Newfoundland: Geology of the Coast

We are currently surveying along the coast between Mistaken Point and Drook Point, a little west of Race Point. The geology of this area is quite spectacular. 

Newfoundland: ROV Survey & Whales!

The morning fog burned off slowly, revealing waves crashing high on the coastal cliffs.  Late in the morning we deployed Hylas to take a look at some of the targets we identified with Echo over the past two days. 

Newfoundland: A Treacherous Coastline

Newfoundland coastlineThe area along the southeastern part of the Avalon Peninsula in the vicinity of Cape Race is notorious for shipwrecks for several reasons.  Over the past three centuries the waters along this coastline has been heavily trafficked by ships traveling between Europe and North America, as well as fishing boats plying the fertile waters of the Grand Banks. 

Newfoundland: Expedition is Finished

At 8am this morning we will be pulling into the harbor at St. John's,  Newfoundland to offload people and gear, and break down our equipment  on the ship.  The mission was very successful, the weather cooperated  during all our survey work with the side-scan sonar and ROV system,  especially while working in shallow water to the west of Cape Race. 

Thunder Bay: Live Webcasts September 12

How do you find shipwrecks and underwater sites?  What tools do archaeologists use to find and then document these mysteries beneath the waves?  Join scientists live from Thunder Bay National Marine Sanctuary as they explore site in the waters of Lake Huron September 12, 2008.  Three live broadcasts highlight three field projects from the 2008 field season.  Half-hour broadcasts take place at 10:00 am, 1:00 pm, and 3:00 pm EST.  Viewers can submit questions for expedition scientists to answer during the programs.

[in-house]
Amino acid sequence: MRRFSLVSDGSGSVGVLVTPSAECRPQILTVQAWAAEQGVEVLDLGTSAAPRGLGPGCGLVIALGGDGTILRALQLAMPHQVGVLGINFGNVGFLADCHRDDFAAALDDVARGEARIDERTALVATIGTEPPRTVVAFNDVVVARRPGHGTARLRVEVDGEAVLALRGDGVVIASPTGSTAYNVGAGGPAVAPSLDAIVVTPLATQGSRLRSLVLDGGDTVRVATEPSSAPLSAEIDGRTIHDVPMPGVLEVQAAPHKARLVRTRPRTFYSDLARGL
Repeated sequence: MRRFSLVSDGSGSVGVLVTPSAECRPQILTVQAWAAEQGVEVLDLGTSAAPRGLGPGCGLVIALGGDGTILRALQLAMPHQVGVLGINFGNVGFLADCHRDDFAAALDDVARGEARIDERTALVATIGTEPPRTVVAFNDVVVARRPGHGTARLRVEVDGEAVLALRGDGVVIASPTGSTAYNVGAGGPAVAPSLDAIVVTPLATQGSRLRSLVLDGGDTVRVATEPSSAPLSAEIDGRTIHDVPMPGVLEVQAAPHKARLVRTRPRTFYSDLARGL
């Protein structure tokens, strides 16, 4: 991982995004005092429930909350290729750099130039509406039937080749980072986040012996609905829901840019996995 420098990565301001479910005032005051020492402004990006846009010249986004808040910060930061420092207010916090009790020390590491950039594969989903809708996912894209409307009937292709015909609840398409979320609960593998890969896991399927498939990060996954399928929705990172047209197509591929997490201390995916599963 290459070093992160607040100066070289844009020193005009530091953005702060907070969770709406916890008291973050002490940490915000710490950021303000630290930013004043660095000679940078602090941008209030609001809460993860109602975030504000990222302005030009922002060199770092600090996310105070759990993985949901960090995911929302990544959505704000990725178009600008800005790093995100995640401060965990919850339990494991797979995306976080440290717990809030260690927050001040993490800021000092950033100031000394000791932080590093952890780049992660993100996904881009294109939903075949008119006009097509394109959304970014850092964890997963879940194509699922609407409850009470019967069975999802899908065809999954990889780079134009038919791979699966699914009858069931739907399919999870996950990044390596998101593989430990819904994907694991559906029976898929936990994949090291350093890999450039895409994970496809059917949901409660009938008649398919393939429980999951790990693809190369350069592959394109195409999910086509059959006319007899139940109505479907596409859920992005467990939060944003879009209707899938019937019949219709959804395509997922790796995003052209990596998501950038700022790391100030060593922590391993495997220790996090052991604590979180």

Newfoundland: Trawling

Fishing is a large part of the culture in Newfoundland and Labrador (NL) and has been ongoing for hundreds of years.  A common fish harvesting technique used within the province is otter trawling, which is used to catch different species such as Cod, Shrimp, American Plaice and Yellowtail.

Thunder Bay: Technical Diving

Many divers who visit the shipwrecks in the Thunder Bay National Marine Sanctuary use air in their SCUBA tanks. Air consists mostly of oxygen and nitrogen--you are breathing these gases right now. But did you know that oxygen and nitrogen affect a diver differently under water than above water? This is due to the pressure exerted on the diver by all the water around him or her. The deeper divers go, the more pressure they experience. Using air in your SCUBA tanks work great when diving wrecks up to about 40 m (130 ft) deep. Beyond that depth, divers use a mix of different gases to eliminate some of the safety hazards that oxygen and nitrogen can present during deep dives.

Ocean Exploration Overview

photo of Dr. Ballard Immersion Presents founder and chief scientist Dr. Robert Ballard once said, “Half of my life is exploring, and the other half is building tools to do it better the next time.” As part of Immersion Presents Ocean Exploration, you will learn about Dr. Ballard’s newest tools and explorations. You will also get a chance to build your own tools and explore the area where you live.

Thunder Bay: AUVs in the Sanctuary

The Iver2 autonomous underwater vehicle (AUV) is a commercial AUV system manufactured by Ocean-Server Technology of Fall River, MA. The University of Michigan owns and operates two custom Iver2 AUV systems. These systems serve as a multi-vehicle testbed for conducting underwater robotic navigation research. The vehicles have been customized to include advanced navigation and mapping sensors typically found on full-ocean depth AUVs. For example, the AUVs have down-looking camera systems for taking pictures of the sea floor. They also have acoustic sonar sensors for mapping large areas of the bottom. The two vehicles can work together by talking to each other with underwater acoustic modems.

Thunder Bay: Reflections from Cathy Green

As a marine archaeologist, I get the opportunity to see incredible things and go amazing places as part of my job. However, one of my favorite parts of my job is sharing what we find and the stories we uncover with other people. With a background in history and art, it’s the stories and images of these shipwrecks that I find most compelling. Don’t get me wrong--being among the first to ever see a new site and getting to spend the day on the water instead of behind a computer screen is pretty cool, too!


JASON Learning: A Partnership of Sea Research Foundation and National Geographic